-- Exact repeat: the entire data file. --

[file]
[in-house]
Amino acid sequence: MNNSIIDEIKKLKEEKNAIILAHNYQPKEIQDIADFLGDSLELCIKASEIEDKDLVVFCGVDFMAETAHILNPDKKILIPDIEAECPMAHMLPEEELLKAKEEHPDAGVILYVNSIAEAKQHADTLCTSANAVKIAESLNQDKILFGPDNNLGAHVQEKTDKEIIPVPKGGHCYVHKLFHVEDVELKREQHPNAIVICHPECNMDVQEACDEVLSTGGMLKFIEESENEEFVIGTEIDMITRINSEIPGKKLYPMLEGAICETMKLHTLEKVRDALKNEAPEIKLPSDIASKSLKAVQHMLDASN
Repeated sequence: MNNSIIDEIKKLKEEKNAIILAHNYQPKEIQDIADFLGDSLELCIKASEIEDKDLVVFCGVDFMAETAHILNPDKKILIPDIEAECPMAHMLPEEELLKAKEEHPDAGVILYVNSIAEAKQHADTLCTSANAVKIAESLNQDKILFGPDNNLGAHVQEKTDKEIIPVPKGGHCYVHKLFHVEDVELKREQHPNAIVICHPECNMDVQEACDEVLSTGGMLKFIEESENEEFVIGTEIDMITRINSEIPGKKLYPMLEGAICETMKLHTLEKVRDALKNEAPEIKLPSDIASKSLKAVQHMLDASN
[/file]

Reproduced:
[in-house]
Amino acid sequence: MNNSIIDEIKKLKEEKNAIILAHNYQPKEIQDIADFLGDSLELCIKASEIEDKDLVVFCGVDFMAETAHILNPDKKILIPDIEAECPMAHMLPEEELLKAKEEHPDAGVILYVNSIAEAKQHADTLCTSANAVKIAESLNQDKILFGPDNNLGAHVQEKTDKEIIPVPKGGHCYVHKLFHVEDVELKREQHPNAIVICHPECNMDVQEACDEVLSTGGMLKFIEESENEEFVIGTEIDMITRINSEIPGKKLYPMLEGAICETMKLHTLEKVRDALKNEAPEIKLPSDIASKSLKAVQHMLDASN
Repeated sequence: MNNSIIDEIKKLKEEKNAIILAHNYQPKEIQDIADFLGDSLELCIKASEIEDKDLVVFCGVDFMAETAHILNPDKKILIPDIEAECPMAHMLPEEELLKAKEEHPDAGVILYVNSIAEAKQHADTLCTSANAVKIAESLNQDKILFGPDNNLGAHVQEKTDKEIIPVPKGGHCYVHKLFHVEDVELKREQHPNAIVICHPECNMDVQEACDEVLSTGGMLKFIEESENEEFVIGTEIDMITRINSEIPGKKLYPMLEGAICETMKLHTLEKVRDALKNEAPEIKLPSDIASKSLKAVQHMLDASN